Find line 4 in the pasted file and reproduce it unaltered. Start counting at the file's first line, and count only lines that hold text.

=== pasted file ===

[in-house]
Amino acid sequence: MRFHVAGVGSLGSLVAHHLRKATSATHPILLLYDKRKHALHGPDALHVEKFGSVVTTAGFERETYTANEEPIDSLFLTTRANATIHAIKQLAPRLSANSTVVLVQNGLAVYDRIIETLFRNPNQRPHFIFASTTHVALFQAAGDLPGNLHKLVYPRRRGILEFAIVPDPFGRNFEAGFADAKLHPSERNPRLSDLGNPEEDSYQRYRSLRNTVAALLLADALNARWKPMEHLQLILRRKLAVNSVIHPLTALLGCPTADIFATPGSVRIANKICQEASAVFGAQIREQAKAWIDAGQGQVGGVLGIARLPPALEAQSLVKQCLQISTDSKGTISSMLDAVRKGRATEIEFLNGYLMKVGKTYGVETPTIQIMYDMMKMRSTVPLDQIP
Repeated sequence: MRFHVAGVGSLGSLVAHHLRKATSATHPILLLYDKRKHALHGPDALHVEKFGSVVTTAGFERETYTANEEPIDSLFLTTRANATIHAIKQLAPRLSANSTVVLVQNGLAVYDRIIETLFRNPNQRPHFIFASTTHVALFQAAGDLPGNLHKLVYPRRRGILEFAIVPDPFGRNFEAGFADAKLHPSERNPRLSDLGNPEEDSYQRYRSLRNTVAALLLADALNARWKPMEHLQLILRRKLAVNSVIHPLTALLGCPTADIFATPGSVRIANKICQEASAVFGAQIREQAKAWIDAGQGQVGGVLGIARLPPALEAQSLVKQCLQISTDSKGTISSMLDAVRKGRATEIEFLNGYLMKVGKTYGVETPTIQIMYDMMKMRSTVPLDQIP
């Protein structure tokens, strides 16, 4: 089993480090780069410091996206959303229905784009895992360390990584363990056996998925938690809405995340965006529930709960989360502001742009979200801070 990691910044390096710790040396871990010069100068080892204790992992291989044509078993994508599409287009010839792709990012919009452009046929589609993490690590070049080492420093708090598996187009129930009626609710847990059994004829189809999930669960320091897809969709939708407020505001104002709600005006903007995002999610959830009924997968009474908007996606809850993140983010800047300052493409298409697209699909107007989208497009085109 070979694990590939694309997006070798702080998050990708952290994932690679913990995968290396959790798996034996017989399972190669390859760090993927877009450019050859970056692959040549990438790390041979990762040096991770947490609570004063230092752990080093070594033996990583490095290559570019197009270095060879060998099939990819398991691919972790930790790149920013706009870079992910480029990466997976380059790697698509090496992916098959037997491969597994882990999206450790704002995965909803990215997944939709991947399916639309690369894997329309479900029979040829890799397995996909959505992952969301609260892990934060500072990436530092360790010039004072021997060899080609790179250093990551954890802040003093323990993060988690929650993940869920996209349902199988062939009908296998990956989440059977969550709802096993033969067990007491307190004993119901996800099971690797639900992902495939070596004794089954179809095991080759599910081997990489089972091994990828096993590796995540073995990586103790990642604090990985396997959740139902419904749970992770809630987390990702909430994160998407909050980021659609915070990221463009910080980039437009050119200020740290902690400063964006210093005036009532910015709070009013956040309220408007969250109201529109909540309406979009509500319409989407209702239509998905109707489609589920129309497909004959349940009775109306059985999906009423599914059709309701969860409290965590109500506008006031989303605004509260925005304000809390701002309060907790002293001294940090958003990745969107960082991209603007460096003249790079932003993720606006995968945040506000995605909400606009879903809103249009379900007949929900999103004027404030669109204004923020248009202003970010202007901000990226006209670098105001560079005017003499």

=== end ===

């Protein structure tokens, strides 16, 4: 089993480090780069410091996206959303229905784009895992360390990584363990056996998925938690809405995340965006529930709960989360502001742009979200801070 990691910044390096710790040396871990010069100068080892204790992992291989044509078993994508599409287009010839792709990012919009452009046929589609993490690590070049080492420093708090598996187009129930009626609710847990059994004829189809999930669960320091897809969709939708407020505001104002709600005006903007995002999610959830009924997968009474908007996606809850993140983010800047300052493409298409697209699909107007989208497009085109 070979694990590939694309997006070798702080998050990708952290994932690679913990995968290396959790798996034996017989399972190669390859760090993927877009450019050859970056692959040549990438790390041979990762040096991770947490609570004063230092752990080093070594033996990583490095290559570019197009270095060879060998099939990819398991691919972790930790790149920013706009870079992910480029990466997976380059790697698509090496992916098959037997491969597994882990999206450790704002995965909803990215997944939709991947399916639309690369894997329309479900029979040829890799397995996909959505992952969301609260892990934060500072990436530092360790010039004072021997060899080609790179250093990551954890802040003093323990993060988690929650993940869920996209349902199988062939009908296998990956989440059977969550709802096993033969067990007491307190004993119901996800099971690797639900992902495939070596004794089954179809095991080759599910081997990489089972091994990828096993590796995540073995990586103790990642604090990985396997959740139902419904749970992770809630987390990702909430994160998407909050980021659609915070990221463009910080980039437009050119200020740290902690400063964006210093005036009532910015709070009013956040309220408007969250109201529109909540309406979009509500319409989407209702239509998905109707489609589920129309497909004959349940009775109306059985999906009423599914059709309701969860409290965590109500506008006031989303605004509260925005304000809390701002309060907790002293001294940090958003990745969107960082991209603007460096003249790079932003993720606006995968945040506000995605909400606009879903809103249009379900007949929900999103004027404030669109204004923020248009202003970010202007901000990226006209670098105001560079005017003499």